Locks wanted the new hard hat to be known as a 'coke,' and although the company still calls it that, the word never caught on. At first referred to as 'the iron hat,' 'bowler' (resembling a bowl and made by Bowlers) soon became a simple household word. 'So many semantic rivers flow through the bowler,' intones Professor Robinson.

The hat became popular with the aristocracy, then with the urban middle class (particularly City gents), then with the petit-bourgeoisie (shipyard gaffers and rent collectors). It was worn in Paris cafes (Toulouse-Lautrec), in Hollywood films (Charlie Chaplin), in British music hall (Tom Foy, 'the Yorkshire Lad'), and in the Andes (Aymara Indian women). In parts of Africa, they represent authority as unyielding as that exercised by the colonial bowler brigade of yore.

In Christy's factory, Mr Hulme recalls a recent customer. 'We had a chap in from London who wanted to export a lot of pink bowlers to Nigeria. We don't do pink - it's mostly black, with about 10 per cent brown and 3 per cent grey - but eventually he agreed to accept black ones painted white. So I got some ICI emulsion and had them done - 250 of them, which he shipped to Africa and got between pounds 300 and pounds 400 apiece from tribal chiefs. We also sell the normal black bowler to Nigeria. One (Nigerian businessman) used to come over with pounds 7,000 and ask us for as many hats as it would buy.'

The cheaper Christy bowler retails for about pounds 80; the more expensive, pounds 150. The factory's 220 workers turn out 5,000 a year, 60 per cent of them exported to '56 different countries'. Germany and Japan, the nations which surged from Axis ignominy into post-war economic success, are bowler-mad. 'You know what the Germans are like for uniforms: even their chimneysweeps wear toppers.' And the Japanese? 'They love them. Being a small people, it's a stature thing, I suppose. They think they look really good in bowlers.'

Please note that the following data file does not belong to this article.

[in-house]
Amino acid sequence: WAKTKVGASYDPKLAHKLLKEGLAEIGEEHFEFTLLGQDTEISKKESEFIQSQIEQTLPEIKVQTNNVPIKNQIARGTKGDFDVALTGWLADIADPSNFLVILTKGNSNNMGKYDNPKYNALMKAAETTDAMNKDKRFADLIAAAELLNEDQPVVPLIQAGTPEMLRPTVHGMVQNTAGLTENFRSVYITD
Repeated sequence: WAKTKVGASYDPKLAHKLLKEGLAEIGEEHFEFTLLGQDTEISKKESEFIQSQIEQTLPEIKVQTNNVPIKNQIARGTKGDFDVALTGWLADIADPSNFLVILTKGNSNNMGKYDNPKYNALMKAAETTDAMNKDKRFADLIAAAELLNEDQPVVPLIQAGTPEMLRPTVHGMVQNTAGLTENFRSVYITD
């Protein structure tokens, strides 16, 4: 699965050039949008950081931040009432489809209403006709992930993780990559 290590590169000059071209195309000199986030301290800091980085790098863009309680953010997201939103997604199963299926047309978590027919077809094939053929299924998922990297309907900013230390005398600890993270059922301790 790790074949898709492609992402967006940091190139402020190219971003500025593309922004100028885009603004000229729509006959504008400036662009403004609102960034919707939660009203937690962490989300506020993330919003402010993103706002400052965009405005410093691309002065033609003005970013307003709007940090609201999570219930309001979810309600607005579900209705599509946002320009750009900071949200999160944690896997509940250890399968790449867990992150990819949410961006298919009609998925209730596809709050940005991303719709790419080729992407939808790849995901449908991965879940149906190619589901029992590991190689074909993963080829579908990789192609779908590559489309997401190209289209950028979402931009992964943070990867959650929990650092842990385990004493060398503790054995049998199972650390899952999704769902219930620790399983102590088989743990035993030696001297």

He glances impatiently at his watch, and quickens his pace as I follow him through his wonderland: rooms containing ancient machinery such as 'brim-breakers,' blockers and tippers. In the 'blowing room,' where hot water and vacuum-suction deposits felt on metal cones, Belgian rabbit drifts in the air, clogging the warrens of our mouths, ears and nostrils and clinging to our heads. 'We're running out of stock. We can't make enough of them at the moment,' Mr Hulme says.

Is the bowler, more or less abandoned in Britain in the Sixties, on the brim of revival? Mr Hulme, who has worked at Christy's since he was 14, is unsure. After all, annual output is a far cry from the 50,000 bowlers Stockport produced in its turn-of-century heyday. 'It's a strong possibility it will come back, but it's too early yet to say.'

Optimism is also subdued at Locks of St James, where bowlers are no longer made on the premises (they come from Christy's), but whose customers include American lawyers, Texans evading the Stetson stereotype, New Orleans jazz musicians, and German tourists.

The manager, Ray Parker, shows me a conformateur, a Victorian head-measuring gadget which produces a paper template. There are some famous templates in a display case, among them those of General de Gaulle, Bob Hope, the Duke of Norfolk, the Larrys Hagman and Olivier, Evelyn Waugh, Charlie Chaplin, Cecil Beaton and the Duke of Windsor - a tiny, misshapen scrap. 'All royalty have small heads,' Mr Parker observes.

He turns to commoners. 'A year ago, a customer was walking down the street when a piece of scaffolding fell on his head. It wrecked the hat, but he was unscathed. He immediately came in and bought another. A coke - a bowler - can save your life.'

(Photographs omitted)